Log Cabin Quilt


I haven't sewn or quilted since the mad rush last year to complete my grandmother's quilt and Jim's quilt in time for Christmas. This year I wanted to make our friend Robin a blanket to snuggle under and give it to her for the holidays.

I chose this log cabin design primarily because I had already learned how to strip piece log cabin blocks. Might as well use what you already know, right?

While at the local quilt store, I stood around looking at fabric, mainly batiks, for at least an hour. I knew that Robin would like the batik fabric, but what colors to pick? Would she like the design? Frustration set in and I gave up and left for the car telling the kind staff that I needed to go home to design what I was going to make so I knew how much fabric I had to buy. The excuse was partly true.

It was pouring rain outside, so I dashed to the car. Being a girl scout leader, I naturally drag a lot of things around in my car especially since I don't have to clear out the back seat for young passengers. After I got into the car, I realized that I had a big pad of graph paper left over from my Juniors working on their Puzzler badge. Of course, I had originally gotten the pad to graph and design quilts, so what a coincidence! I found a pen, and I began to sketch.

I had seen the green/blue flower pattern (which was also on sale) and fell in love with it. I hoped Robin would like it too. So, I decided that I wanted that for the backing and the border. Then, I figured I would do the diamond layout of the log cabin blocks, alternating the colors green, blue, and purple. I calculated a bunch of equations, but I'm not sure if they really meant anything except that I convinced myself that I wouldn't run out of fabric half way through the project. That would have been a nightmare because the batiks probably wouldn't match if I went back to buy more. (You'll be happy to know that I bought more than enough.)

So, I went back inside, much to the clerk's surprise, and was ready to go. I pulled out the floral print and asked for help matching the solid colors to it. I am really not gifted in that department. Usually I buy fabric that I think will work well together and then hate the final pieced project.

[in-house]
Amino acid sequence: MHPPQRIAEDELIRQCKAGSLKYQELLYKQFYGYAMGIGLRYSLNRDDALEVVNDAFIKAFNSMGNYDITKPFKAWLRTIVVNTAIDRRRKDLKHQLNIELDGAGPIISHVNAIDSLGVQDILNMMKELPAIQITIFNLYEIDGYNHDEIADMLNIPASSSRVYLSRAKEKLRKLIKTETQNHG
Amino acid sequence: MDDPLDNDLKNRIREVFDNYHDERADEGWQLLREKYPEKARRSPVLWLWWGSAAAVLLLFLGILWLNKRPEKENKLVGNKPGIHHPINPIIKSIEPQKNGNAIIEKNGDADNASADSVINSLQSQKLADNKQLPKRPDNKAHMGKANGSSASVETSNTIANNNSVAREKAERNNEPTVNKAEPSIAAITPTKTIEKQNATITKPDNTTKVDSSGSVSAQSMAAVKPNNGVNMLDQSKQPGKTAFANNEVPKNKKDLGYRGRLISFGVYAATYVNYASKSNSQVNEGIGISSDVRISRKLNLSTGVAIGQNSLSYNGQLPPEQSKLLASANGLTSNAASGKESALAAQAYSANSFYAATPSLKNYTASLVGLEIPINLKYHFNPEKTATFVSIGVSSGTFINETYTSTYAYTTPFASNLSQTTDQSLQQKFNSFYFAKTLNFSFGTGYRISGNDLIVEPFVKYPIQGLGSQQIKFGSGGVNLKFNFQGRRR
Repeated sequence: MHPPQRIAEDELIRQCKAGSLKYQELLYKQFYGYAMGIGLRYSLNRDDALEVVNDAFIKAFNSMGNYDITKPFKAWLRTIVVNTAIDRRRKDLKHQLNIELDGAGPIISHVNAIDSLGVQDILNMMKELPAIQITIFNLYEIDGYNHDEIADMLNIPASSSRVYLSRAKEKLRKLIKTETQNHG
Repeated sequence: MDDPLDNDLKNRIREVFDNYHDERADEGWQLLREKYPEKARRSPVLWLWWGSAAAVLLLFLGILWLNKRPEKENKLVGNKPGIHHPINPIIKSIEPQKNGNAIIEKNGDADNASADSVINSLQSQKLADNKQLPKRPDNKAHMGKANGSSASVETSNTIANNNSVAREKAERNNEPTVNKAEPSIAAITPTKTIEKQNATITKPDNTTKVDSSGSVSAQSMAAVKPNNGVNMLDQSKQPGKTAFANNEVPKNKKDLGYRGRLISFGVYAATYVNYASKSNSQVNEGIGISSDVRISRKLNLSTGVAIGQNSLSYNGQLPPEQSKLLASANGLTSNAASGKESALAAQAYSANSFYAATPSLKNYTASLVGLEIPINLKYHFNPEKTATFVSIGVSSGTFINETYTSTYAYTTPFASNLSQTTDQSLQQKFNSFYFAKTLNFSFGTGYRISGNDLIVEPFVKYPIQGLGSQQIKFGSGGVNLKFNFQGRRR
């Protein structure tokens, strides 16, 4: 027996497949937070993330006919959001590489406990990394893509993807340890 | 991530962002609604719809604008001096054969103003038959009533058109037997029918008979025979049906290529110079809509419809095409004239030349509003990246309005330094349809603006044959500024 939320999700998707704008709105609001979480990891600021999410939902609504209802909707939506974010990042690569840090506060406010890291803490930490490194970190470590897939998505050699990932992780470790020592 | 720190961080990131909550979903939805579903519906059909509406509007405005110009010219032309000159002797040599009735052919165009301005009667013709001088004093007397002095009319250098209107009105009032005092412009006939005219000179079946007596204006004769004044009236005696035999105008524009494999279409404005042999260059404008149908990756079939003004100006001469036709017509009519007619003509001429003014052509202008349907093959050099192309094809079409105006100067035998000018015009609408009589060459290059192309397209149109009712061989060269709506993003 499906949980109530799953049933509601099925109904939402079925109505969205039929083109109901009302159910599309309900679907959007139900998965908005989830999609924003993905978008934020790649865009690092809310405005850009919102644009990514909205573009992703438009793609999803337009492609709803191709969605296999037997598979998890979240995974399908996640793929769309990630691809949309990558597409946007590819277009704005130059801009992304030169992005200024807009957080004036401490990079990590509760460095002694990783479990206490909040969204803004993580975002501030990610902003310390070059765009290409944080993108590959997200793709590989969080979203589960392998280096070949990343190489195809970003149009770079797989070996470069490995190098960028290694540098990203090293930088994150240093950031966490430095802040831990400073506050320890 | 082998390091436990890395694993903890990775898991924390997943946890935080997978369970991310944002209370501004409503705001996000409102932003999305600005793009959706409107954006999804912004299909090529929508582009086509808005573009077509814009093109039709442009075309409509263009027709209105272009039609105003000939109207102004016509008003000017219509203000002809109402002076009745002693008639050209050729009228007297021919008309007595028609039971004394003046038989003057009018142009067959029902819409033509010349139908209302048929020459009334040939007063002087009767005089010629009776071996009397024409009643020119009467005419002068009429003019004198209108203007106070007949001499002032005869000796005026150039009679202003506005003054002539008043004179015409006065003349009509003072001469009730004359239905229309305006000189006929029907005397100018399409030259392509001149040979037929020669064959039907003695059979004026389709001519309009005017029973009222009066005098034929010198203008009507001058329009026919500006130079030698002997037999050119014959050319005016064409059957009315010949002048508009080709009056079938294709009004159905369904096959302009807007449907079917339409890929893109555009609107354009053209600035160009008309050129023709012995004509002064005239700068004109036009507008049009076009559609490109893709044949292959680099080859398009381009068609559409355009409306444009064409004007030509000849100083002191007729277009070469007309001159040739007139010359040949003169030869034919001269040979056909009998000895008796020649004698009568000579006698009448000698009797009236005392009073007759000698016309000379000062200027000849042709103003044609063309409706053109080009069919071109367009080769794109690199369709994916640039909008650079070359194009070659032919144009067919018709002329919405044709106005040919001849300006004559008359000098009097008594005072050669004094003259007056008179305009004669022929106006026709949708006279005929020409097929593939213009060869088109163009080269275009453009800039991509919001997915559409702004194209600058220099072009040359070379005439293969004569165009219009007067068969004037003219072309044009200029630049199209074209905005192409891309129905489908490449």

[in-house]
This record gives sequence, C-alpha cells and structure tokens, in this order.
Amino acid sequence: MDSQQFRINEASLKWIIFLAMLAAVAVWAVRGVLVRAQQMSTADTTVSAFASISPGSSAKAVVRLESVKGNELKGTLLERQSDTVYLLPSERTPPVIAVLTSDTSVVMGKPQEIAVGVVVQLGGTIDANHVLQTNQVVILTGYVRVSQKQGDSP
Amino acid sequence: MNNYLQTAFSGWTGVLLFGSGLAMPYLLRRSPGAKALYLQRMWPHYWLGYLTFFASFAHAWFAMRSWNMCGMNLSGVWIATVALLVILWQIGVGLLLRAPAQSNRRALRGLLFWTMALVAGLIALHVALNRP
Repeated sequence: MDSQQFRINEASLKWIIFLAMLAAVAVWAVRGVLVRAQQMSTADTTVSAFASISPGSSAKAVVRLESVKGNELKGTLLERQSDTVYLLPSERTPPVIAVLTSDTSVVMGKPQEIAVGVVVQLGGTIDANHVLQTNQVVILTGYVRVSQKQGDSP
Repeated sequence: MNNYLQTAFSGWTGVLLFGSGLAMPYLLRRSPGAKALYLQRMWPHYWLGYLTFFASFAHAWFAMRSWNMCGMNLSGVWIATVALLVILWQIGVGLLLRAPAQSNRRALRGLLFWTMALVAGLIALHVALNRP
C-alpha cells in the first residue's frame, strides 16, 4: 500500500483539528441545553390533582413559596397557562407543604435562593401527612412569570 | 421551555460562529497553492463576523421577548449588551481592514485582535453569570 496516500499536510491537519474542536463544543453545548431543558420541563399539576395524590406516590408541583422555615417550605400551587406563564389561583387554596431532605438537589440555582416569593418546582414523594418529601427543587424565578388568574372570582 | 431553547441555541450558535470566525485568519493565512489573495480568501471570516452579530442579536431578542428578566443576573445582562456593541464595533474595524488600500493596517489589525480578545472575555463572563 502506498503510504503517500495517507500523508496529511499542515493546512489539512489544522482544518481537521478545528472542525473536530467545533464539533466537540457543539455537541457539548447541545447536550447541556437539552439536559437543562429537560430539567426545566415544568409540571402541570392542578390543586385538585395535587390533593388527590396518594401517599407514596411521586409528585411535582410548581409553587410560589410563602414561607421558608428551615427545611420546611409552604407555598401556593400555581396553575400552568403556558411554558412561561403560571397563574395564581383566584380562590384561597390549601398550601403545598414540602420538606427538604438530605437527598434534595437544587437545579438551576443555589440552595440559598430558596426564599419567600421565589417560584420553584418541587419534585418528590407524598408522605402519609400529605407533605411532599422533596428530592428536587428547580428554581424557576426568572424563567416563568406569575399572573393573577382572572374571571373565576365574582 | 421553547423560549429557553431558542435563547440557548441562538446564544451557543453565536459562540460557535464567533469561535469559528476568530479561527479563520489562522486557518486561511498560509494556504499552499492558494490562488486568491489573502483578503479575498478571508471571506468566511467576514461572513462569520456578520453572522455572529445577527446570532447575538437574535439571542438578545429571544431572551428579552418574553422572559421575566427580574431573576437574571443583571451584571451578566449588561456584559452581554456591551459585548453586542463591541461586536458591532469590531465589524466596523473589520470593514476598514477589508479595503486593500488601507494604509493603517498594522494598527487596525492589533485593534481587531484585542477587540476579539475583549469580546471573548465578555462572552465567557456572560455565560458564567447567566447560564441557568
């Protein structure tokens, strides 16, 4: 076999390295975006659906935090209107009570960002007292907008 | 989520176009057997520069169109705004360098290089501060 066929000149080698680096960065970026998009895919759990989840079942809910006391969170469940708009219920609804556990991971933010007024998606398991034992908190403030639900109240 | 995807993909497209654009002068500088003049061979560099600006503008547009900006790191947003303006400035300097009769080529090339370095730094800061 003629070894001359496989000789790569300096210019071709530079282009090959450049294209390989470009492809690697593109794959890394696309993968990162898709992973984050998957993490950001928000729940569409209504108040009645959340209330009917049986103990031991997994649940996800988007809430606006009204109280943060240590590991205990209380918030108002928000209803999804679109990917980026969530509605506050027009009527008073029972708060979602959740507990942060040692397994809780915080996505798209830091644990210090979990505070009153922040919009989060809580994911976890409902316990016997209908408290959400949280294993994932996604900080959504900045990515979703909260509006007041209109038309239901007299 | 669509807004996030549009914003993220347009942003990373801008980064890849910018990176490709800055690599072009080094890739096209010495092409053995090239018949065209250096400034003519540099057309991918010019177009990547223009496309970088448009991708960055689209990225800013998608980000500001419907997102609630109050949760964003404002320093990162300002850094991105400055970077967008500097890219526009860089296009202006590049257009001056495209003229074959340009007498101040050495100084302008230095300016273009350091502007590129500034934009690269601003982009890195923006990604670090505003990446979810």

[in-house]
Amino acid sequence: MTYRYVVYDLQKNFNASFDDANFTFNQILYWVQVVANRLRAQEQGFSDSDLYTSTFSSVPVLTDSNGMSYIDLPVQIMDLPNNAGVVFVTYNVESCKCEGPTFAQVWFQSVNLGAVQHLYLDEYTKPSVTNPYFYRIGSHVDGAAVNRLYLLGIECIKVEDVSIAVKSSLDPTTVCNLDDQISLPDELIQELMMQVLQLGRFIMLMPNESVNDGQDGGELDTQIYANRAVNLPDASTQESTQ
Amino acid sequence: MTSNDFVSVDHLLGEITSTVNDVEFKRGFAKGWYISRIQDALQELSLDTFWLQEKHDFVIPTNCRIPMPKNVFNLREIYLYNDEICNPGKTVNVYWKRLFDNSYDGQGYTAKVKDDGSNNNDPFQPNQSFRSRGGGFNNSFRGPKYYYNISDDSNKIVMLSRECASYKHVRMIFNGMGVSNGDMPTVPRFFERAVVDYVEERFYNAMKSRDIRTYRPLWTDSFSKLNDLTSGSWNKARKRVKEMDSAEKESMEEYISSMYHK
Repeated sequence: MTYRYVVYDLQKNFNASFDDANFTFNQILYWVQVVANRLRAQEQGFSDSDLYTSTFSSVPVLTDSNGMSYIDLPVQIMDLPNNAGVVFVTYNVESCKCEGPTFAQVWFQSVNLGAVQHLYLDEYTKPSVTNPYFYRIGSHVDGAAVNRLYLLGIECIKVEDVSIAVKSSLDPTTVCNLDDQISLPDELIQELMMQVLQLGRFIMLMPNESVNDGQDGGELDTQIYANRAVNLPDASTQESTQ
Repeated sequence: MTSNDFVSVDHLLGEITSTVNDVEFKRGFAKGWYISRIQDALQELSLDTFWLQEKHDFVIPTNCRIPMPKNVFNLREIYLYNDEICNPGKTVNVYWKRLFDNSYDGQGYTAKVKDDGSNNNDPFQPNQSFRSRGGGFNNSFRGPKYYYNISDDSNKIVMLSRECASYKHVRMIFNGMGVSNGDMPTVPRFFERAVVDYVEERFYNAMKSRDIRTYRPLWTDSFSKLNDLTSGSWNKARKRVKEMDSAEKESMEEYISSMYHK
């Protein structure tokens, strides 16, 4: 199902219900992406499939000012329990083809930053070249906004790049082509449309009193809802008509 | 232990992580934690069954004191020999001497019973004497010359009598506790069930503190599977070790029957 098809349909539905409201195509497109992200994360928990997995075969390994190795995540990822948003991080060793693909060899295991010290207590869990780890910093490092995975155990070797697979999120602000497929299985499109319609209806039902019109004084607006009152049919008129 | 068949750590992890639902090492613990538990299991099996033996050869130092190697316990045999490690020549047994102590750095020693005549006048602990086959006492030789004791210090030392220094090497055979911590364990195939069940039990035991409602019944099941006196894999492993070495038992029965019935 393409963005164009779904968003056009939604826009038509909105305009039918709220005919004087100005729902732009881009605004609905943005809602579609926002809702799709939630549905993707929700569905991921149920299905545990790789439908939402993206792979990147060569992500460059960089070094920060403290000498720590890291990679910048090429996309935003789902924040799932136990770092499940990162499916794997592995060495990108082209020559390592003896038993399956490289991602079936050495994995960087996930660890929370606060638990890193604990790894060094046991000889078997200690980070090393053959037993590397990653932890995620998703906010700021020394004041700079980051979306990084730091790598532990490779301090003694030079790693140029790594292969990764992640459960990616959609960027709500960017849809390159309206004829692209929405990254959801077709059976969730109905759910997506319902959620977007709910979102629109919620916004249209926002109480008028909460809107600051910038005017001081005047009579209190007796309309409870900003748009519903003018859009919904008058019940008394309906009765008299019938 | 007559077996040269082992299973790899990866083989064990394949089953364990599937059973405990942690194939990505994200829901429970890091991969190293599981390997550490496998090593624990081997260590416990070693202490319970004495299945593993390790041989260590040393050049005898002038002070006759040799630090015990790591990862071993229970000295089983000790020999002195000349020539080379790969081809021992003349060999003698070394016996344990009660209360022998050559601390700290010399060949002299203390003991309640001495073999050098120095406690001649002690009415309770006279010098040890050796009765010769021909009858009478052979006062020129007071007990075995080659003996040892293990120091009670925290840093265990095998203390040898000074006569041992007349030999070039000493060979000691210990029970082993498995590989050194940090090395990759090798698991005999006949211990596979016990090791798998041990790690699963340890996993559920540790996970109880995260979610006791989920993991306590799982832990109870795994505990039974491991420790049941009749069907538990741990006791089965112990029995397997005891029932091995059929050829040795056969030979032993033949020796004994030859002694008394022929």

After I got home, I had to figure out how many of each color combination blocks I needed to make. Much to my surprise, there were only 3 different blocks, and I needed 12 of each. So, I cut my strips and began sewing. After making all of the blocks, I pieced them all together, added a small black border and the floral border.

Then I went to the store and bought some batting and binding. I wanted to use cotton batting, but the only available didn't have the loft that I was looking for, so I bought 2 prepacked battings and layered them. It worked nicely.

Due to my time crunch, I also bought some prepackaged double-folded binding. Of course, I don't know how to properly apply binding, as seen on shows like Simply Quilts. All of the classes that I have taken seem to glaze right over quilting and binding and concentrate on the quilt top. So, I cheated, and I think that for the next project, especially if I have the time, I'll try to learn how to do it the right way.

As far as the quilting, I quilted in the ditch around the borders and diamonds. I also quilted diamonds in the middle of each color band. For the borders, I made various sized diamond templates and chalked a pattern. It was hard to keep pushing the quilt through the opening of the sewing machine, but I definitely don't sew enough to invest in a larger machine. (The machine that I'm using is a Brother that belonged to Dan's late grandmother who's quilting inspired me to learn the craft.)

So, now it's complete. I hope Robin finds it warm and comfortable! Now, on to the next project!

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Dan & Sherree & Patrick currently uses Facebook for comments. Older comments are still here for readers, though. Read old comments »

I was searching for log cabin quilts on the internet and came across this page. I had a hard time when I first started making my own quilt binding but there were a couple of websites that were very helpful.

For making the binding:


Quilterscache.com also has the mose complete set of patterns I have ever seen.

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